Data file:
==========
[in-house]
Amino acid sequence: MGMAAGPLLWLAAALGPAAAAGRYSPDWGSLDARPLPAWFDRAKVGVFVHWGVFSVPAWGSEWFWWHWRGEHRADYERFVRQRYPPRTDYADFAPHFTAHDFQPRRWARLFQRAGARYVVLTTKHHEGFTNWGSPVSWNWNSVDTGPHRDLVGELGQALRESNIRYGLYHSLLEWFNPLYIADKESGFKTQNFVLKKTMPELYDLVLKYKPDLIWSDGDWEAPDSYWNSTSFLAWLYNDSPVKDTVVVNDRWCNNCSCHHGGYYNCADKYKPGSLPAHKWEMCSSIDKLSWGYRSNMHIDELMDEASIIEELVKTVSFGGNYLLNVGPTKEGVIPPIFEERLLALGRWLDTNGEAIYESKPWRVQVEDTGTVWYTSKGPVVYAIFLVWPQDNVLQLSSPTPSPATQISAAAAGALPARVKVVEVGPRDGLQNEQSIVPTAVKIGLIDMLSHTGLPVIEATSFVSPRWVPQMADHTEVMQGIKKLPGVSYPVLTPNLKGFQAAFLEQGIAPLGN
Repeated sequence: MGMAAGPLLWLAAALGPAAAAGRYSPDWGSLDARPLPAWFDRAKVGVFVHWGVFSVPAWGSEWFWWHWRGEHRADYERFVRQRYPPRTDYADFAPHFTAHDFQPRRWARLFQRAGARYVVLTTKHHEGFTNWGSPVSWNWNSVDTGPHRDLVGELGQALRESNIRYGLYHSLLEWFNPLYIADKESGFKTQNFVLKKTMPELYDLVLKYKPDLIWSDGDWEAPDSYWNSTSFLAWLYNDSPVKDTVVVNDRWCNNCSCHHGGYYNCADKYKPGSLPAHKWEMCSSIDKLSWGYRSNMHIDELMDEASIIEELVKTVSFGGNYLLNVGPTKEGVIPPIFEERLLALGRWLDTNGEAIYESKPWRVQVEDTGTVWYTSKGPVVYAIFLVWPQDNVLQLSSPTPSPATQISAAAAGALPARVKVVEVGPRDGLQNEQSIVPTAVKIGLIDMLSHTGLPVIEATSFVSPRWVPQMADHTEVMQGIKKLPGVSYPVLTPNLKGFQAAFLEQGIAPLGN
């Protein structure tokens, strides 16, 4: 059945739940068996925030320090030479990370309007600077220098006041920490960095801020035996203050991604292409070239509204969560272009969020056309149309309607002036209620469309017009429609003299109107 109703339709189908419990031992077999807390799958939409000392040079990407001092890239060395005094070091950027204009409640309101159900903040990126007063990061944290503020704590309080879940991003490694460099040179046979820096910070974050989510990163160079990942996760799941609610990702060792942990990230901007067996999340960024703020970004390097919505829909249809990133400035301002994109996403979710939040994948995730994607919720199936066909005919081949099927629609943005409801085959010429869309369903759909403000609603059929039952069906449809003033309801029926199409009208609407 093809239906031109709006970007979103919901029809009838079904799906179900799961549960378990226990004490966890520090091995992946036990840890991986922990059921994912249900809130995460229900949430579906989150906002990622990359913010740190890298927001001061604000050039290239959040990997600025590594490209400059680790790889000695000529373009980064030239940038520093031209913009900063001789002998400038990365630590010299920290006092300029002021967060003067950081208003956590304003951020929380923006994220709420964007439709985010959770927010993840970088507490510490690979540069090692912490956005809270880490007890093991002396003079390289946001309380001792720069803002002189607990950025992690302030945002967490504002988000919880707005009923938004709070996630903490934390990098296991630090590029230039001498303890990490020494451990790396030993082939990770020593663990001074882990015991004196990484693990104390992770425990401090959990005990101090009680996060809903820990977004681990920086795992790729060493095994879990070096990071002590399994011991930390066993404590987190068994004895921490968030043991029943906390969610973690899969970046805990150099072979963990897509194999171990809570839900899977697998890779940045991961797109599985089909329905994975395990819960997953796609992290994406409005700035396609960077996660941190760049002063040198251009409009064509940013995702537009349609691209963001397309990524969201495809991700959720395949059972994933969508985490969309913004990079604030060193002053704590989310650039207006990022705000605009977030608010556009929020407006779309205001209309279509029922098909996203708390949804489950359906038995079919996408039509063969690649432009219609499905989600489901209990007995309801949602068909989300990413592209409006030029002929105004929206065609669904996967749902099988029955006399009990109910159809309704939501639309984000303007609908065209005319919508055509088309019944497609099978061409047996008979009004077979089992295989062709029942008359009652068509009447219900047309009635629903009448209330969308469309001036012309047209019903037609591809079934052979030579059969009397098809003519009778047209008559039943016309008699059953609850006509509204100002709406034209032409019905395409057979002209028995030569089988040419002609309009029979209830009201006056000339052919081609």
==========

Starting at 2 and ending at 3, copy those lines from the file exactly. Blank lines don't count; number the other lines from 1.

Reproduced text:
Amino acid sequence: MGMAAGPLLWLAAALGPAAAAGRYSPDWGSLDARPLPAWFDRAKVGVFVHWGVFSVPAWGSEWFWWHWRGEHRADYERFVRQRYPPRTDYADFAPHFTAHDFQPRRWARLFQRAGARYVVLTTKHHEGFTNWGSPVSWNWNSVDTGPHRDLVGELGQALRESNIRYGLYHSLLEWFNPLYIADKESGFKTQNFVLKKTMPELYDLVLKYKPDLIWSDGDWEAPDSYWNSTSFLAWLYNDSPVKDTVVVNDRWCNNCSCHHGGYYNCADKYKPGSLPAHKWEMCSSIDKLSWGYRSNMHIDELMDEASIIEELVKTVSFGGNYLLNVGPTKEGVIPPIFEERLLALGRWLDTNGEAIYESKPWRVQVEDTGTVWYTSKGPVVYAIFLVWPQDNVLQLSSPTPSPATQISAAAAGALPARVKVVEVGPRDGLQNEQSIVPTAVKIGLIDMLSHTGLPVIEATSFVSPRWVPQMADHTEVMQGIKKLPGVSYPVLTPNLKGFQAAFLEQGIAPLGN
Repeated sequence: MGMAAGPLLWLAAALGPAAAAGRYSPDWGSLDARPLPAWFDRAKVGVFVHWGVFSVPAWGSEWFWWHWRGEHRADYERFVRQRYPPRTDYADFAPHFTAHDFQPRRWARLFQRAGARYVVLTTKHHEGFTNWGSPVSWNWNSVDTGPHRDLVGELGQALRESNIRYGLYHSLLEWFNPLYIADKESGFKTQNFVLKKTMPELYDLVLKYKPDLIWSDGDWEAPDSYWNSTSFLAWLYNDSPVKDTVVVNDRWCNNCSCHHGGYYNCADKYKPGSLPAHKWEMCSSIDKLSWGYRSNMHIDELMDEASIIEELVKTVSFGGNYLLNVGPTKEGVIPPIFEERLLALGRWLDTNGEAIYESKPWRVQVEDTGTVWYTSKGPVVYAIFLVWPQDNVLQLSSPTPSPATQISAAAAGALPARVKVVEVGPRDGLQNEQSIVPTAVKIGLIDMLSHTGLPVIEATSFVSPRWVPQMADHTEVMQGIKKLPGVSYPVLTPNLKGFQAAFLEQGIAPLGN